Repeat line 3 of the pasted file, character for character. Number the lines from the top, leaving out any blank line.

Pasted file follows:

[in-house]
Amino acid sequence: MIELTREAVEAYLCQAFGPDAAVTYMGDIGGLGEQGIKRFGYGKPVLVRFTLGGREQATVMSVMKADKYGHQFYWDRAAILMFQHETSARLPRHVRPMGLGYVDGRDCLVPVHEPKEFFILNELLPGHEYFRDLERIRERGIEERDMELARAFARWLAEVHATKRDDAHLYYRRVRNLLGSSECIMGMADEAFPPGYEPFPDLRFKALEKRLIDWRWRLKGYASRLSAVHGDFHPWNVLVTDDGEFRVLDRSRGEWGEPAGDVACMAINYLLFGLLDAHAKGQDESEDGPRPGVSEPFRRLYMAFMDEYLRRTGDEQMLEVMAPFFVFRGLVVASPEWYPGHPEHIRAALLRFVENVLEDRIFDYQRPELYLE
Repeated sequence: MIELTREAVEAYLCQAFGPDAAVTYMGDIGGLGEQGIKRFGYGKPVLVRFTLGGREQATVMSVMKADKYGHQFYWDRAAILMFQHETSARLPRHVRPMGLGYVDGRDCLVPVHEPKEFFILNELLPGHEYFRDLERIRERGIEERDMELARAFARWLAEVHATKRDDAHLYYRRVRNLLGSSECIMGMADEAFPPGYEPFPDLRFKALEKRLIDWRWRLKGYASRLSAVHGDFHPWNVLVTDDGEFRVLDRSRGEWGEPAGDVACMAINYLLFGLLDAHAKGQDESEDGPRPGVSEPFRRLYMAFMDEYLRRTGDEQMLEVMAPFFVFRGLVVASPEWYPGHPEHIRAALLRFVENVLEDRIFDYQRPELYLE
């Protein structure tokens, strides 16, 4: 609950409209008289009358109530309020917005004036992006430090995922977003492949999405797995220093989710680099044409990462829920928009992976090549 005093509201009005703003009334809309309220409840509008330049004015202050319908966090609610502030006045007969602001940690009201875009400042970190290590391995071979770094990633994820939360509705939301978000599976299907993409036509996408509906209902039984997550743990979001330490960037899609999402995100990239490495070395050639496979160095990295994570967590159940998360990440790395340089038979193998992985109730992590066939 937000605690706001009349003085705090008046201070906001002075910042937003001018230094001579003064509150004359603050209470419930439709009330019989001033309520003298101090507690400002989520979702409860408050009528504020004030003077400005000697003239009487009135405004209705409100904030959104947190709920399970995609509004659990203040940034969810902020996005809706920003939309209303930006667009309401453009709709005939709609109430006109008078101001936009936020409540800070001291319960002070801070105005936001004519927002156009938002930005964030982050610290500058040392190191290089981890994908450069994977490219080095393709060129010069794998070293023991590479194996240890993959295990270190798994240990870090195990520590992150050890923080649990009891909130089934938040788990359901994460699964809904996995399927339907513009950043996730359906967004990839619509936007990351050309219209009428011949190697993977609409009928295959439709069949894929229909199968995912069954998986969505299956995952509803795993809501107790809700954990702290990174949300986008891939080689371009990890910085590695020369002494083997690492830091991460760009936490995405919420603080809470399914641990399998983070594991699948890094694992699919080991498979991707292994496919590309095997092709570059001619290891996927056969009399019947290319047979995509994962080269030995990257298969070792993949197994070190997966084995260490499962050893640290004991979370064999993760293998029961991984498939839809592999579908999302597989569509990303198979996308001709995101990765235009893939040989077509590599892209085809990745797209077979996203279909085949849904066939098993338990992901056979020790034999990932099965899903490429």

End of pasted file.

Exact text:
Repeated sequence: MIELTREAVEAYLCQAFGPDAAVTYMGDIGGLGEQGIKRFGYGKPVLVRFTLGGREQATVMSVMKADKYGHQFYWDRAAILMFQHETSARLPRHVRPMGLGYVDGRDCLVPVHEPKEFFILNELLPGHEYFRDLERIRERGIEERDMELARAFARWLAEVHATKRDDAHLYYRRVRNLLGSSECIMGMADEAFPPGYEPFPDLRFKALEKRLIDWRWRLKGYASRLSAVHGDFHPWNVLVTDDGEFRVLDRSRGEWGEPAGDVACMAINYLLFGLLDAHAKGQDESEDGPRPGVSEPFRRLYMAFMDEYLRRTGDEQMLEVMAPFFVFRGLVVASPEWYPGHPEHIRAALLRFVENVLEDRIFDYQRPELYLE